Crush

Singing in a Robert Smith voice, dropping the scabby guitar sound of the record that made them a hipster favourite, turning up the synthesizers – on paper, Abe Vigoda should have made a terrible third album. And yet, Crush

by embracing their sombre side and developing a taste for 80s pop and cold wave revivalists, these Californian noise poppers managed to
craft a rather brilliant record. ‘Crush’ oozes icy blood, melancholy and melodies – there are some killer hooks on there,

notably in the wave-y, anxious ‘Pure Violence’ and the synth
pop gem ‘Dream of My Love’ – but has the sense not to harbour too wide-ranging ambitions.

Pulling the vocals out from behind the noise curtain of older material and adding a Martin Hannett-like muffle to the drums works wonders for already strong songs, but there are remnants of what turned many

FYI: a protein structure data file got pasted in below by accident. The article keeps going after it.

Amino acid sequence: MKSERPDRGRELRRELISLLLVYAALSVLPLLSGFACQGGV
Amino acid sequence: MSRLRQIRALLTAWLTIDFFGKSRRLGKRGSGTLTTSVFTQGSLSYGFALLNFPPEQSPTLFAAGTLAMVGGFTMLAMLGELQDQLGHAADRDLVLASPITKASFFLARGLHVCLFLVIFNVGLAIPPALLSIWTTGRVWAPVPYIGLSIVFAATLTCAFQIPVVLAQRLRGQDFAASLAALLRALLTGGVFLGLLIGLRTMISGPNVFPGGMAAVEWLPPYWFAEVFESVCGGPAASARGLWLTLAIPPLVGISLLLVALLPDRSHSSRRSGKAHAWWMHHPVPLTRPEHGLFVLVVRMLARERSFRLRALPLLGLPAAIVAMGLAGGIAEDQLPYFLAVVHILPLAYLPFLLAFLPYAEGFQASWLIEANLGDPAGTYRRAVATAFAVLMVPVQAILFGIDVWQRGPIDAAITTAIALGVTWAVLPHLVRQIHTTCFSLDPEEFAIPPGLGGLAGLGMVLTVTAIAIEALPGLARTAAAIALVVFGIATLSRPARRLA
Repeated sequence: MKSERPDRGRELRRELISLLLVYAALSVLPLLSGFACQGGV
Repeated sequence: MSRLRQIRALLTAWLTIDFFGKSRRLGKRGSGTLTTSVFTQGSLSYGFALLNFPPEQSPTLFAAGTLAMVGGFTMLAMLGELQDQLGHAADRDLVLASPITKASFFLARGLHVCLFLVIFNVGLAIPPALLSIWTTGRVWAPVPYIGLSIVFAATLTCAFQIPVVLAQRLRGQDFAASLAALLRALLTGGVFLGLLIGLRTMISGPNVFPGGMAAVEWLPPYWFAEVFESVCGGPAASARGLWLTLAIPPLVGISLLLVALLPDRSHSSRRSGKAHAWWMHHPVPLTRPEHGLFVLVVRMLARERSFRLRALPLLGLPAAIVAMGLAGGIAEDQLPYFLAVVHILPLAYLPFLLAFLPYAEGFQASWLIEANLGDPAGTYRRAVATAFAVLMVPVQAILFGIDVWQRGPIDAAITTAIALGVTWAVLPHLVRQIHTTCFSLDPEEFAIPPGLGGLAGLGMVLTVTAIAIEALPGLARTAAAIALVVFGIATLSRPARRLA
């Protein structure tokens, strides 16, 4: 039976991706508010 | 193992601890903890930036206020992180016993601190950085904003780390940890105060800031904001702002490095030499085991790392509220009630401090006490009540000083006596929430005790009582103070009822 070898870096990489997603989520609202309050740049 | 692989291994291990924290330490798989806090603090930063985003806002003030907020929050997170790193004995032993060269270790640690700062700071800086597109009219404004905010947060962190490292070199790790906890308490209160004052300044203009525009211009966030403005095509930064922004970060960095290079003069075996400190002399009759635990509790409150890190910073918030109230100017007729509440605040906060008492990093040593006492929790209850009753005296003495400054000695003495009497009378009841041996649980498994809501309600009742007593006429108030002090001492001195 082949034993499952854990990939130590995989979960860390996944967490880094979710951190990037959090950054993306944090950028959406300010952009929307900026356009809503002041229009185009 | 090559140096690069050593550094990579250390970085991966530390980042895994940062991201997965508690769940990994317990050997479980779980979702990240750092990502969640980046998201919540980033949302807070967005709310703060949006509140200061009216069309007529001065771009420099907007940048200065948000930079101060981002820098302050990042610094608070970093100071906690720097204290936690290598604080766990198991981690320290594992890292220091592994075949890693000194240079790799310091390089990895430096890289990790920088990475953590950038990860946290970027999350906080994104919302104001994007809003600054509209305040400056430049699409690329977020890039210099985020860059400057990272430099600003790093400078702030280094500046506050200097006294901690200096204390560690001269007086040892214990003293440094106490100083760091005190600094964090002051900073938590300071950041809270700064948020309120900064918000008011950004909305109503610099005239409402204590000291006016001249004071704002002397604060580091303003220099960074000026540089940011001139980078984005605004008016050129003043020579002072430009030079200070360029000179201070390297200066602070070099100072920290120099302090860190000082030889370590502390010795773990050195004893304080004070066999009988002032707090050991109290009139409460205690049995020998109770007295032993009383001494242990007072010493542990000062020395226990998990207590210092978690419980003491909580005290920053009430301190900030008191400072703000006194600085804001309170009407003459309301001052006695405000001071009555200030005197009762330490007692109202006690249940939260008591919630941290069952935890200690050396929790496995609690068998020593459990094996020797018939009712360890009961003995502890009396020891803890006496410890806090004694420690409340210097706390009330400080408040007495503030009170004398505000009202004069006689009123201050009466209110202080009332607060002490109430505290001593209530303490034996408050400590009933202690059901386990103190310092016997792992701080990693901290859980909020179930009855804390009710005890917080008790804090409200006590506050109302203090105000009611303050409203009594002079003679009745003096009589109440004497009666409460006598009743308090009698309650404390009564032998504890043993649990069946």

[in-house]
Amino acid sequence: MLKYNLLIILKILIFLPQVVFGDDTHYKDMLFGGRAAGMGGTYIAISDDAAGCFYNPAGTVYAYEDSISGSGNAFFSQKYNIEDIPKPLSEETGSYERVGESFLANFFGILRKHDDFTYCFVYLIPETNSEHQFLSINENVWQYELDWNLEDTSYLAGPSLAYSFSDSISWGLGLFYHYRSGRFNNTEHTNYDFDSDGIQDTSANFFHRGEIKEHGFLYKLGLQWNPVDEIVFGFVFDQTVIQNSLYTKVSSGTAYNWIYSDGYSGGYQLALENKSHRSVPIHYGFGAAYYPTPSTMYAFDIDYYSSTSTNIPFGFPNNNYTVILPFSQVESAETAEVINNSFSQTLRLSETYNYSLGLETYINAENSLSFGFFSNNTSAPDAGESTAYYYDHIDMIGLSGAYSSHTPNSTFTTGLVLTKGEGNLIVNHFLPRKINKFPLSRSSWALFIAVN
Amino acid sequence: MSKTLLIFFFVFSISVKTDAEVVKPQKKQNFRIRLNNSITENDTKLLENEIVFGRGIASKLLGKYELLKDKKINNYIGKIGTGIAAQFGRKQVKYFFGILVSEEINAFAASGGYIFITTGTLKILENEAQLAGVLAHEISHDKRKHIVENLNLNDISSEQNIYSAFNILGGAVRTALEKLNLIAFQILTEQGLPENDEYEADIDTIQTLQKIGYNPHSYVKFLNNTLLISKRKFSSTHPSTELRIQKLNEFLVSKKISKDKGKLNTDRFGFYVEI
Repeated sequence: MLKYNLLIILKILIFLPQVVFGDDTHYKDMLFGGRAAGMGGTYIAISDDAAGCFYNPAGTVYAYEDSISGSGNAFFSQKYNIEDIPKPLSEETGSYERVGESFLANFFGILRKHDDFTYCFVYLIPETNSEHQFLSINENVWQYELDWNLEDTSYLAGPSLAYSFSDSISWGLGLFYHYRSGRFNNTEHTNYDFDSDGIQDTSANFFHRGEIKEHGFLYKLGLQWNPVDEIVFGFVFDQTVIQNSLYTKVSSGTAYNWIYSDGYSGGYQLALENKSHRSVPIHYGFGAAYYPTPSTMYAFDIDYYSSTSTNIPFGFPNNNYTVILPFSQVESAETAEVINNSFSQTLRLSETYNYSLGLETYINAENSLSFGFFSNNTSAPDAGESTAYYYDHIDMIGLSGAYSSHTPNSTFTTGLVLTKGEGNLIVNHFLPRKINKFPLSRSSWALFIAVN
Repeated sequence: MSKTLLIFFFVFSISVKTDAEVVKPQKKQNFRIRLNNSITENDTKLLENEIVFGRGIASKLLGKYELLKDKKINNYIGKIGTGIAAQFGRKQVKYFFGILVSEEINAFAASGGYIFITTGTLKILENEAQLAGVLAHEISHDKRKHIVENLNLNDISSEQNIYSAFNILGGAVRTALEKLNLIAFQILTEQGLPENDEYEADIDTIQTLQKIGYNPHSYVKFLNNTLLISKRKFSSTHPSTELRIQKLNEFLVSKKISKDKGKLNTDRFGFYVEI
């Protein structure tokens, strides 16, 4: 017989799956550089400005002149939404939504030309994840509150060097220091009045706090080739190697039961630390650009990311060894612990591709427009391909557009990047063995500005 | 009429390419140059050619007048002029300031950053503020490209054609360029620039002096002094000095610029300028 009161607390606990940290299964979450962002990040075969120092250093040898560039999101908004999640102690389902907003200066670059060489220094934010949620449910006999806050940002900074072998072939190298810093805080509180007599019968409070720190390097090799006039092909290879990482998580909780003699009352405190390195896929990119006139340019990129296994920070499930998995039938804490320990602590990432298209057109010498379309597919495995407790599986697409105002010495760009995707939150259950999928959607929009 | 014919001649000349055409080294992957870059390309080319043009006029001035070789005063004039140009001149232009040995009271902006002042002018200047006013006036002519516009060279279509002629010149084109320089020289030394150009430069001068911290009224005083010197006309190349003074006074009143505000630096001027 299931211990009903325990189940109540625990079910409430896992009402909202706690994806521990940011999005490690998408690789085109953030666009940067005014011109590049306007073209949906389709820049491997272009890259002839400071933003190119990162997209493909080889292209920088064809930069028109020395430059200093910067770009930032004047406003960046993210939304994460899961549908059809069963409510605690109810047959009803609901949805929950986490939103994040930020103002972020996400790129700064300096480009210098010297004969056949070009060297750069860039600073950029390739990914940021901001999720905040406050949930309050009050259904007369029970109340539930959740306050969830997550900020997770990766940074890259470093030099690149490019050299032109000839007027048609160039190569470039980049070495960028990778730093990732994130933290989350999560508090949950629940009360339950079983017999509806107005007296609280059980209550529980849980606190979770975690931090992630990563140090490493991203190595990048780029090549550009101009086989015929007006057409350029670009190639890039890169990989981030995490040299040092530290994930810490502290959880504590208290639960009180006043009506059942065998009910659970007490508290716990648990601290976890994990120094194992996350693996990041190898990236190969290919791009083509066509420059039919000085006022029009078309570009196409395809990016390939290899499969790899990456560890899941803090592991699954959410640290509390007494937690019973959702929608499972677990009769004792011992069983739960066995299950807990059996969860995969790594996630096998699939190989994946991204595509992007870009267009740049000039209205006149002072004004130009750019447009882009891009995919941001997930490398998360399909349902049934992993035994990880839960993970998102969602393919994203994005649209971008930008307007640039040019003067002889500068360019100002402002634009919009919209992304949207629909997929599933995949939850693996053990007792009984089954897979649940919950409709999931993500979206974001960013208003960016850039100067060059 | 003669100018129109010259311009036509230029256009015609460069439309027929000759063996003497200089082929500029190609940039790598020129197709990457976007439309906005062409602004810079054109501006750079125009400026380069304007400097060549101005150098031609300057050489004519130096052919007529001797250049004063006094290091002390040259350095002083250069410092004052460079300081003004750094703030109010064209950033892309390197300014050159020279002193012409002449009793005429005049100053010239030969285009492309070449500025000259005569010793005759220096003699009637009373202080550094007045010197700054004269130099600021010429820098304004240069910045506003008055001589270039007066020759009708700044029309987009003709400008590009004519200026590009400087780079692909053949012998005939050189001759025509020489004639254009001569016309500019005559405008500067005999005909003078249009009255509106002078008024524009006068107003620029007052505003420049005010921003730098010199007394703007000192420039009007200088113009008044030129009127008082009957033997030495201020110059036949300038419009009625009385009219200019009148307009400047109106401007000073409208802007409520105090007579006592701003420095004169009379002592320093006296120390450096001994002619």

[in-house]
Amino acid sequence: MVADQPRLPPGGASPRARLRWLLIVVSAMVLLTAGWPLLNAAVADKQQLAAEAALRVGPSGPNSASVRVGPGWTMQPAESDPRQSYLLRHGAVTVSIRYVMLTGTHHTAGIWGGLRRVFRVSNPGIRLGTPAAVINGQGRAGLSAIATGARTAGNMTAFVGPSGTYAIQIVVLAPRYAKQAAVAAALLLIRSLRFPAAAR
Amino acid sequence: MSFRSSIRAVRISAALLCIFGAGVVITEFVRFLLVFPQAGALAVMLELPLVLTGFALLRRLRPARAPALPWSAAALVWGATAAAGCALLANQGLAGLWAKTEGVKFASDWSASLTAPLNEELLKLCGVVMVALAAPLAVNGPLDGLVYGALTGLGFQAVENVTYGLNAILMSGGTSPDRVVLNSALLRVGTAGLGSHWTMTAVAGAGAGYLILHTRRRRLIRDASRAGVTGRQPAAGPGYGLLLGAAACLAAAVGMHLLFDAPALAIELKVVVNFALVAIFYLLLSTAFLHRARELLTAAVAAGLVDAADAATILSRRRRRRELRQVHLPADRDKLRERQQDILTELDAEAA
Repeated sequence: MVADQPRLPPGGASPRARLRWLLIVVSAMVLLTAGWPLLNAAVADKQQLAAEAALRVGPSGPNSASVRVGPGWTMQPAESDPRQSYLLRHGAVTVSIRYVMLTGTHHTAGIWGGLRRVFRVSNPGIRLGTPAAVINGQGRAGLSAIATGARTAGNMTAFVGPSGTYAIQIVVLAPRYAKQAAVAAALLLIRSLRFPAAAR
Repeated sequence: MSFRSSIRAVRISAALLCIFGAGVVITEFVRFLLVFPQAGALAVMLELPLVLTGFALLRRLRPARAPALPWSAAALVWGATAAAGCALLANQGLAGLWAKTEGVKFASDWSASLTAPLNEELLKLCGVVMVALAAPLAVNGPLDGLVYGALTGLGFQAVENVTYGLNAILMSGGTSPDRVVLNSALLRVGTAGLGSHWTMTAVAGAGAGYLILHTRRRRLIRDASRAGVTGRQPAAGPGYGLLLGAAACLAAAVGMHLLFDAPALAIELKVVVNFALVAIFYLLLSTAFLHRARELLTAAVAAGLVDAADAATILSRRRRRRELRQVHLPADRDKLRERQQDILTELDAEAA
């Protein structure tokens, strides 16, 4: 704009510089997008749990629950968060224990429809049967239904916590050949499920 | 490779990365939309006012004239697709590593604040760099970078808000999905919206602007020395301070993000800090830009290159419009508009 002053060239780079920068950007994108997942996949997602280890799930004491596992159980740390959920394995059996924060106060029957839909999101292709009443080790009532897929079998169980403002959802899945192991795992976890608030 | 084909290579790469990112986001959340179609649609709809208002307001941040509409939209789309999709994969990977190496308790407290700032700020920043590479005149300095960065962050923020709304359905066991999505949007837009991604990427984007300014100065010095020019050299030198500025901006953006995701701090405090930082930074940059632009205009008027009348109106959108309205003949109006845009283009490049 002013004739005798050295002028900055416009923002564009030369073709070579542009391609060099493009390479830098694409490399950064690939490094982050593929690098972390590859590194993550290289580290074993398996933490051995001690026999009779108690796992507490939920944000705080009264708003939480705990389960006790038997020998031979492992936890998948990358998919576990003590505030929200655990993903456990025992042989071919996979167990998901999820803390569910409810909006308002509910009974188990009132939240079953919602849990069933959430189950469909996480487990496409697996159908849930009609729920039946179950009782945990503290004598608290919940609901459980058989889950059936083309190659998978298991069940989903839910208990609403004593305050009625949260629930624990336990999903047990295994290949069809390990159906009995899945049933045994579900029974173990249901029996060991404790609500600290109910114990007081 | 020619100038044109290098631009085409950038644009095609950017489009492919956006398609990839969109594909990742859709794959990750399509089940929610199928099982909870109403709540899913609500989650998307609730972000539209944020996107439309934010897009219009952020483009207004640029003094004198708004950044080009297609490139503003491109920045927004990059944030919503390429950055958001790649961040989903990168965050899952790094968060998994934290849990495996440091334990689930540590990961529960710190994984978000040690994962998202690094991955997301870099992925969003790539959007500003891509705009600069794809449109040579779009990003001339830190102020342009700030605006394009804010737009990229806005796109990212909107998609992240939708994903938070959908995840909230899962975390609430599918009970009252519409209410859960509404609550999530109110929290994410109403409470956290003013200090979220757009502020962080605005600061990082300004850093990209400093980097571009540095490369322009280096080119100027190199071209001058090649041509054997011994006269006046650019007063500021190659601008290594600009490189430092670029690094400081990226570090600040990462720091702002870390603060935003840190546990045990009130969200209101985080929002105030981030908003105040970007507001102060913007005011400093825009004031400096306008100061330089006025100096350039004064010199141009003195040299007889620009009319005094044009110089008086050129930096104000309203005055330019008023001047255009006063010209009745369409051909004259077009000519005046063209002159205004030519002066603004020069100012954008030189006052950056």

people on to the band in the first place: the rollicking drum patterns are still there, and the jangly guitar fills of old make the odd cameo.

Sometimes, it is better to carefully edit rather than tear up the notebook.

but band leader and chief songwriter Jack Barnett, after soaking up Steve Reich, dubstep and minimal electronics,

integrated classical instruments into TNP’s apocalyptic drum and percussion sounds in a way that makes the results sound utterly and inevitably original.

For more information: หวยฮานอยพิเศษ